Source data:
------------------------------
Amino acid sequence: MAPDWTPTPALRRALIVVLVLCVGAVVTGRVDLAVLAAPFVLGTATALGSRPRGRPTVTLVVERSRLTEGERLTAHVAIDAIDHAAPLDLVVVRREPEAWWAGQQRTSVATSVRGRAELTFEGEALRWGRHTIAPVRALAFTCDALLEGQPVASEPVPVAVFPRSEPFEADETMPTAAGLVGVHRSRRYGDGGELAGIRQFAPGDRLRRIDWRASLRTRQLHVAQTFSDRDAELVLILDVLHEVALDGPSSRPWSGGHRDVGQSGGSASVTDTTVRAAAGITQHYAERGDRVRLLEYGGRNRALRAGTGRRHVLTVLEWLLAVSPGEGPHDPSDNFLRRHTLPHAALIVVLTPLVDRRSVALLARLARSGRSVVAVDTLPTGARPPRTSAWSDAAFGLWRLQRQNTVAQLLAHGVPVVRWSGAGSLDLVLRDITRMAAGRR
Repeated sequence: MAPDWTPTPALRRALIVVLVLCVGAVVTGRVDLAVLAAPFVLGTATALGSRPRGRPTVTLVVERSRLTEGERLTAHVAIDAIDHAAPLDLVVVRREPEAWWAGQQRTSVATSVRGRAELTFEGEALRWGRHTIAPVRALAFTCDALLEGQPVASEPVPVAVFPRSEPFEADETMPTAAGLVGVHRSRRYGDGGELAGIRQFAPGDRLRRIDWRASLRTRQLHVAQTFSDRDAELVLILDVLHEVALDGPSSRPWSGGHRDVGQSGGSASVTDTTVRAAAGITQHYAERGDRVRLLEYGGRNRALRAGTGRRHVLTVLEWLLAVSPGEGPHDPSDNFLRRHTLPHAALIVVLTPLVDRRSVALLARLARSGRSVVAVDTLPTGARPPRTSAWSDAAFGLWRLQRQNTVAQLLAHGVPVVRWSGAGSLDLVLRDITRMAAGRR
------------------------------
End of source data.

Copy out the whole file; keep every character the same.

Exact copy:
Amino acid sequence: MAPDWTPTPALRRALIVVLVLCVGAVVTGRVDLAVLAAPFVLGTATALGSRPRGRPTVTLVVERSRLTEGERLTAHVAIDAIDHAAPLDLVVVRREPEAWWAGQQRTSVATSVRGRAELTFEGEALRWGRHTIAPVRALAFTCDALLEGQPVASEPVPVAVFPRSEPFEADETMPTAAGLVGVHRSRRYGDGGELAGIRQFAPGDRLRRIDWRASLRTRQLHVAQTFSDRDAELVLILDVLHEVALDGPSSRPWSGGHRDVGQSGGSASVTDTTVRAAAGITQHYAERGDRVRLLEYGGRNRALRAGTGRRHVLTVLEWLLAVSPGEGPHDPSDNFLRRHTLPHAALIVVLTPLVDRRSVALLARLARSGRSVVAVDTLPTGARPPRTSAWSDAAFGLWRLQRQNTVAQLLAHGVPVVRWSGAGSLDLVLRDITRMAAGRR
Repeated sequence: MAPDWTPTPALRRALIVVLVLCVGAVVTGRVDLAVLAAPFVLGTATALGSRPRGRPTVTLVVERSRLTEGERLTAHVAIDAIDHAAPLDLVVVRREPEAWWAGQQRTSVATSVRGRAELTFEGEALRWGRHTIAPVRALAFTCDALLEGQPVASEPVPVAVFPRSEPFEADETMPTAAGLVGVHRSRRYGDGGELAGIRQFAPGDRLRRIDWRASLRTRQLHVAQTFSDRDAELVLILDVLHEVALDGPSSRPWSGGHRDVGQSGGSASVTDTTVRAAAGITQHYAERGDRVRLLEYGGRNRALRAGTGRRHVLTVLEWLLAVSPGEGPHDPSDNFLRRHTLPHAALIVVLTPLVDRRSVALLARLARSGRSVVAVDTLPTGARPPRTSAWSDAAFGLWRLQRQNTVAQLLAHGVPVVRWSGAGSLDLVLRDITRMAAGRR